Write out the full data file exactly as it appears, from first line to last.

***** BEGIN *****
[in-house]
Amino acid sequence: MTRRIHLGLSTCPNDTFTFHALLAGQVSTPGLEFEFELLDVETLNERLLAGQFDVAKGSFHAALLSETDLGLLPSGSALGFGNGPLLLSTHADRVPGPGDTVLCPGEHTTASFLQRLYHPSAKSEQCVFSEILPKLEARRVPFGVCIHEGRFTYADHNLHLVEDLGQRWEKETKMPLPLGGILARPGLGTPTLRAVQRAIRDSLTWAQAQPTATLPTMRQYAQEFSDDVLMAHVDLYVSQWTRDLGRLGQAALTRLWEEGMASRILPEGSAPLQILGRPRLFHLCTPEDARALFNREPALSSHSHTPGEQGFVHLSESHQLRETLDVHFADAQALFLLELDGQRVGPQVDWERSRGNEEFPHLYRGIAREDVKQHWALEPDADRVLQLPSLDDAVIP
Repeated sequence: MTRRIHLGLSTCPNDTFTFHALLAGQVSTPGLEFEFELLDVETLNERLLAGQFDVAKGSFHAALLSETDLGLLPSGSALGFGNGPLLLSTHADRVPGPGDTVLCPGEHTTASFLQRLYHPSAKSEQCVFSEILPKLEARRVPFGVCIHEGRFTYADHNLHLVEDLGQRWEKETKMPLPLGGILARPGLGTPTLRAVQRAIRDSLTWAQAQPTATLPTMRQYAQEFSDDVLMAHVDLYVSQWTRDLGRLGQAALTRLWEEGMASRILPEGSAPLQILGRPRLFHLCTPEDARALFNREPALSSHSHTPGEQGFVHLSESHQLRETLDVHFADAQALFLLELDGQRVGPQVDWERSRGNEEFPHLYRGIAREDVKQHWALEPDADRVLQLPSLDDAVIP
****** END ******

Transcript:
[in-house]
Amino acid sequence: MTRRIHLGLSTCPNDTFTFHALLAGQVSTPGLEFEFELLDVETLNERLLAGQFDVAKGSFHAALLSETDLGLLPSGSALGFGNGPLLLSTHADRVPGPGDTVLCPGEHTTASFLQRLYHPSAKSEQCVFSEILPKLEARRVPFGVCIHEGRFTYADHNLHLVEDLGQRWEKETKMPLPLGGILARPGLGTPTLRAVQRAIRDSLTWAQAQPTATLPTMRQYAQEFSDDVLMAHVDLYVSQWTRDLGRLGQAALTRLWEEGMASRILPEGSAPLQILGRPRLFHLCTPEDARALFNREPALSSHSHTPGEQGFVHLSESHQLRETLDVHFADAQALFLLELDGQRVGPQVDWERSRGNEEFPHLYRGIAREDVKQHWALEPDADRVLQLPSLDDAVIP
Repeated sequence: MTRRIHLGLSTCPNDTFTFHALLAGQVSTPGLEFEFELLDVETLNERLLAGQFDVAKGSFHAALLSETDLGLLPSGSALGFGNGPLLLSTHADRVPGPGDTVLCPGEHTTASFLQRLYHPSAKSEQCVFSEILPKLEARRVPFGVCIHEGRFTYADHNLHLVEDLGQRWEKETKMPLPLGGILARPGLGTPTLRAVQRAIRDSLTWAQAQPTATLPTMRQYAQEFSDDVLMAHVDLYVSQWTRDLGRLGQAALTRLWEEGMASRILPEGSAPLQILGRPRLFHLCTPEDARALFNREPALSSHSHTPGEQGFVHLSESHQLRETLDVHFADAQALFLLELDGQRVGPQVDWERSRGNEEFPHLYRGIAREDVKQHWALEPDADRVLQLPSLDDAVIP